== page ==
Tuesday, June 23, 2015

Stress in Pet Cats -- How It Manifests and How to Manage It


A variety of day-to-day events - from conflicts with other cats to changes in their daily routine - can cause cats to become stressed. This can trigger a number of behavioural changes and be detrimental to their welfare.

Subtle behavioral changes, such as hiding away for long periods of time, as well as more obvious changes, such as over-grooming to the point of losing fur, are all potential signs of stress in pet cats.

Credit:  Marta Amat, School of Veterinary Science, Autonomous University of Barcelona.

A group of veterinarians from the Autonomous University of Barcelona, in Spain, have published a review* today in the Journal of Feline Medicine and Surgery that discusses how stress manifests in cats and describes strategies that can be used to prevent or reduce it.

Stress can lead to a range of behavioural changes. In some cats, stress inhibits normal behaviour; for example, reducing exploratory behaviour or affiliative behaviours such as social grooming (allogrooming). Such cats may hide away for long periods of time and the owners may be unaware that their cat is stressed. Other cats may show more obvious signs of stress, such as increased urine marking and compulsive disorders such as over-grooming. 

Subtle behavioral changes, such as hiding away for long periods of time, as well as more obvious changes, such as over-grooming to the point of losing fur, are all potential signs of stress in pet cats
Credit:  Marta Amat, School of Veterinary Science, Autonomous University of Barcelona.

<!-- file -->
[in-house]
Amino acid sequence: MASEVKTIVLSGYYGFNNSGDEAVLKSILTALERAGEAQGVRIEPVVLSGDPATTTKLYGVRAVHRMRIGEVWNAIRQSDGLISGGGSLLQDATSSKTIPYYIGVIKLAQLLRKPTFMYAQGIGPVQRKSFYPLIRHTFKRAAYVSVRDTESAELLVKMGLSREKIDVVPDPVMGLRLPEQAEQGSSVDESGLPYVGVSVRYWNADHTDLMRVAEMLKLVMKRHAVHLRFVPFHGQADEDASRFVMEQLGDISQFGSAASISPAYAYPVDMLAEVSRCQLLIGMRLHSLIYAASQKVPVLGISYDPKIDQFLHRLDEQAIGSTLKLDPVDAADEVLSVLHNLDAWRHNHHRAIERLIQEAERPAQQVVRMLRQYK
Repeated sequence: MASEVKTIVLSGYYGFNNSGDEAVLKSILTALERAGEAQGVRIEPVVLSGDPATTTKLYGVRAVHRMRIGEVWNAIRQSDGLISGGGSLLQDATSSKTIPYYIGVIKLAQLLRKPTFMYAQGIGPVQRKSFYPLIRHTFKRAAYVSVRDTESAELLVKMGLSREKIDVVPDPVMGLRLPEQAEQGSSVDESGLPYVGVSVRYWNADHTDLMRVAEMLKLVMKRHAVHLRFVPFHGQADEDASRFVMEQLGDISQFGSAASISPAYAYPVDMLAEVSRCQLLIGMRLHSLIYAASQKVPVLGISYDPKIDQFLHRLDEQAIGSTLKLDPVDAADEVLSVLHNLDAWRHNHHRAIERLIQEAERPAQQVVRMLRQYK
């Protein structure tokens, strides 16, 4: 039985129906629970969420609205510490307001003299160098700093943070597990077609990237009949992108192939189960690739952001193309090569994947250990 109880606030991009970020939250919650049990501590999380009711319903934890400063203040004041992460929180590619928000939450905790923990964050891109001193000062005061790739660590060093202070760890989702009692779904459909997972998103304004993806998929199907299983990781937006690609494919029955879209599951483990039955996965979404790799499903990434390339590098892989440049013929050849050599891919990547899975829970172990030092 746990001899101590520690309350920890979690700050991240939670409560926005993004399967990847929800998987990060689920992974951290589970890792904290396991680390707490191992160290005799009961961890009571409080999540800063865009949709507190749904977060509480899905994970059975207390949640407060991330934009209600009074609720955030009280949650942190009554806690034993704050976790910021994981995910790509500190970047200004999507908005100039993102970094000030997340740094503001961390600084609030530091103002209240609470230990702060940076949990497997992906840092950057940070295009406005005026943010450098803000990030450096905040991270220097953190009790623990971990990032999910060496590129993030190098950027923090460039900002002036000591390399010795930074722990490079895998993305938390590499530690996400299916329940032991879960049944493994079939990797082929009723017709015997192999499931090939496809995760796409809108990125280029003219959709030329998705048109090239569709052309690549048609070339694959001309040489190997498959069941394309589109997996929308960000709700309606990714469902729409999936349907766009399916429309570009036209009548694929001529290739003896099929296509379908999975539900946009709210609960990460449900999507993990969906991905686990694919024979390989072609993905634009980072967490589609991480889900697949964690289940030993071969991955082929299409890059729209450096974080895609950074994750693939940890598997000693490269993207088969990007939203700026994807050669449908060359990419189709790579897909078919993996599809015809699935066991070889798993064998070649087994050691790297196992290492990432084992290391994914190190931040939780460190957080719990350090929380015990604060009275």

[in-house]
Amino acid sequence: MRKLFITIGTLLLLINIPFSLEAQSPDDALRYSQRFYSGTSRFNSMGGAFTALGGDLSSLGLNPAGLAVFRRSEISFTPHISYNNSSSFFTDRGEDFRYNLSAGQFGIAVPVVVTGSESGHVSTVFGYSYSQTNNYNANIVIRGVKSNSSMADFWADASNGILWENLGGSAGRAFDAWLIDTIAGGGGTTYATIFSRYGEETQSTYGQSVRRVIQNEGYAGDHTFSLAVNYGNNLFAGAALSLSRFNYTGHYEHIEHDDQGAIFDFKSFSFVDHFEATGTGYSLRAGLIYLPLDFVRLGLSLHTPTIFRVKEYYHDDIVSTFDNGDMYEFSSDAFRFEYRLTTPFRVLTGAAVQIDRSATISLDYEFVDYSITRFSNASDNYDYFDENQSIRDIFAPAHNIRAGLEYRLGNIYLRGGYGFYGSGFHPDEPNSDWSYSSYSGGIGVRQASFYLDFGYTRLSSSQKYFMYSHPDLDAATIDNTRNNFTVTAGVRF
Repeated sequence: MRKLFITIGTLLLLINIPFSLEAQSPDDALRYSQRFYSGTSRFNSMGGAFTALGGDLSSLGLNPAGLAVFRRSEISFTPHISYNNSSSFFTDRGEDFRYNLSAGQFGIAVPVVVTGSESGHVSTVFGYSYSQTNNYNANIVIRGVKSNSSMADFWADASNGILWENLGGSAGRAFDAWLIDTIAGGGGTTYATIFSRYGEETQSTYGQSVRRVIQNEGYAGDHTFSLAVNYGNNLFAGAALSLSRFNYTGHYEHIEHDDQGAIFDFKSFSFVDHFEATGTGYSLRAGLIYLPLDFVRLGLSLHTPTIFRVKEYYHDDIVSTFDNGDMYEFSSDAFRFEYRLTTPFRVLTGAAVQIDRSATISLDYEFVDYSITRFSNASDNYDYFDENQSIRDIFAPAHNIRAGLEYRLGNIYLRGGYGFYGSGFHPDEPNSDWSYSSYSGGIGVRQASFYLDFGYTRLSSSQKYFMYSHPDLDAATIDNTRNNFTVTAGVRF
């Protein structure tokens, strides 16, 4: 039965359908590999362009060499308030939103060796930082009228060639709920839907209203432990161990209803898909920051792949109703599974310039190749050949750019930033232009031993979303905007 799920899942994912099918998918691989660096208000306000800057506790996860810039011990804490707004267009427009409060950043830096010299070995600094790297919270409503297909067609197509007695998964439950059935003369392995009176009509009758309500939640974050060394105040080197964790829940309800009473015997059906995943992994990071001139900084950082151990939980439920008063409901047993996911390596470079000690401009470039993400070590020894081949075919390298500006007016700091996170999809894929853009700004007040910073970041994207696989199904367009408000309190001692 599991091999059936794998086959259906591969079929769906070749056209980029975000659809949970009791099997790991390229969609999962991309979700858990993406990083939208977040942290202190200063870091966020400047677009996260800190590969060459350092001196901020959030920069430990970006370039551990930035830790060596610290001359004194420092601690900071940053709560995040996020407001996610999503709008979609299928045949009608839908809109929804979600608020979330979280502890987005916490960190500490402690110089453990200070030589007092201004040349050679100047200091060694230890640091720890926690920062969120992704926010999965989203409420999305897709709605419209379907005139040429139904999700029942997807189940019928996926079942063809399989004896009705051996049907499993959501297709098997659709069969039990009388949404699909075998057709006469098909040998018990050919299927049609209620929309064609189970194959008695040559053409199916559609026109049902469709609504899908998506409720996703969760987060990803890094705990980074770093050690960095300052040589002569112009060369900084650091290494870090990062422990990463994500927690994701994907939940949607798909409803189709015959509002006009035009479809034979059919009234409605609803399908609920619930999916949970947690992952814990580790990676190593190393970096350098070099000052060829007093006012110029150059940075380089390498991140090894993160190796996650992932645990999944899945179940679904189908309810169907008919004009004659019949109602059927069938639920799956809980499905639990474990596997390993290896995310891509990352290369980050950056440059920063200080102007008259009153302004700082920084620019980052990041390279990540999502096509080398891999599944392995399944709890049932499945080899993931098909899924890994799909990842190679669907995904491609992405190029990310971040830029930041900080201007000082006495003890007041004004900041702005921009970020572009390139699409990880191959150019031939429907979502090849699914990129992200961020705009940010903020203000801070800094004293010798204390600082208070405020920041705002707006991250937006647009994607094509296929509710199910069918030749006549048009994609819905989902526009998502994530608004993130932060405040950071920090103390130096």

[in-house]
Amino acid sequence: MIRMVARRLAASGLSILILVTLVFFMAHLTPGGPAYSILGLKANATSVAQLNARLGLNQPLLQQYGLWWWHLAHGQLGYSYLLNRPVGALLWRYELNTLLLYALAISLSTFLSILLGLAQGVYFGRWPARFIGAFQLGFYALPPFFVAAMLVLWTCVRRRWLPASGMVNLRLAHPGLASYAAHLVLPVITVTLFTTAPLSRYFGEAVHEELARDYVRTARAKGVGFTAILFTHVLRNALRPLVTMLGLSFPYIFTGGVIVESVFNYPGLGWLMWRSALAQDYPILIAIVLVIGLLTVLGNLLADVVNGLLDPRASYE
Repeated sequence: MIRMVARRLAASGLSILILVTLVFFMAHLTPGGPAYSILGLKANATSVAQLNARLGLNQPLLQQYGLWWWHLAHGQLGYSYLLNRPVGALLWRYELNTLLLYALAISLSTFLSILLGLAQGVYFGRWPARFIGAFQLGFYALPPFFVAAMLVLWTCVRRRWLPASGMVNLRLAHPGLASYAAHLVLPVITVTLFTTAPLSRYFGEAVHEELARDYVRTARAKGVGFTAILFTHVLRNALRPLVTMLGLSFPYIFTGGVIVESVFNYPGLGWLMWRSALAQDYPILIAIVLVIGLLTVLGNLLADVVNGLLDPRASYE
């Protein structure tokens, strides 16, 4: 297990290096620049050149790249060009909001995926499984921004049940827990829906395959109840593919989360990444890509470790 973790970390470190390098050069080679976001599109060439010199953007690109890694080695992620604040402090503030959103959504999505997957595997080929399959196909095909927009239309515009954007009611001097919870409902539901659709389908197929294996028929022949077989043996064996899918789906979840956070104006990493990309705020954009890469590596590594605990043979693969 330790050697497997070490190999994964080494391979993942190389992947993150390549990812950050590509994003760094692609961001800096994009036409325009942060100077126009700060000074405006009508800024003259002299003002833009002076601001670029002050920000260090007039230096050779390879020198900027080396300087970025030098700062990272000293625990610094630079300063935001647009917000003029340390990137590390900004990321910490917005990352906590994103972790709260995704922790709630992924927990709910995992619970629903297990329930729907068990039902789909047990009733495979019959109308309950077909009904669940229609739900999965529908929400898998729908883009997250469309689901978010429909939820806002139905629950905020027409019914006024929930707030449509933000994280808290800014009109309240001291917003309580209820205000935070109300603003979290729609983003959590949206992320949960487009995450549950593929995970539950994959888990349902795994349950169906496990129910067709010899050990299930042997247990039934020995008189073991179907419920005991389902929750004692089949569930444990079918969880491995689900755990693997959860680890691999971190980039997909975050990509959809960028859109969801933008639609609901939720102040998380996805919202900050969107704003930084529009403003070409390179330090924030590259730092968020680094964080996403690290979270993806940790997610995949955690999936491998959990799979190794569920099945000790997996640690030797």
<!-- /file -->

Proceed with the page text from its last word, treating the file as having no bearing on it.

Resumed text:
Behavioural problems such as these can negatively affect the human-cat relationship, potentially leading to the relinquishment or euthanasia of a cat. Regardless of how cats display signs of stress, it has a detrimental effect on their welfare and can also increase the incidence of disease. Minimising or eliminating stress is thus important.

There is a range of strategies that can help to prevent or reduce stress. Within the review, a three-phase reintroduction protocol for reducing conflict between cats in a household is described; examples of environmental enrichment for improving welfare by increasing the physical, social and temporal complexity of the environment are provided; and the use of a synthetic analogue of the feline facial pheromone is recommended. As stress is also dependent on the temperament of a cat, breeding and husbandry strategies that help a cat to develop a well-balanced temperament are also suggested to be very useful.



Contacts and sources:
Abi Tansley
Sage Publications 

Citation: Amat M, Camps T and Manteca X. Stress in owned cats: behavioural changes and welfare implications. J Feline Med Surg. Epub ahead of print 22 June 2015. DOI: 10.1177/1098612X15590867.  The study will be available for free for a limited time and can be read here.

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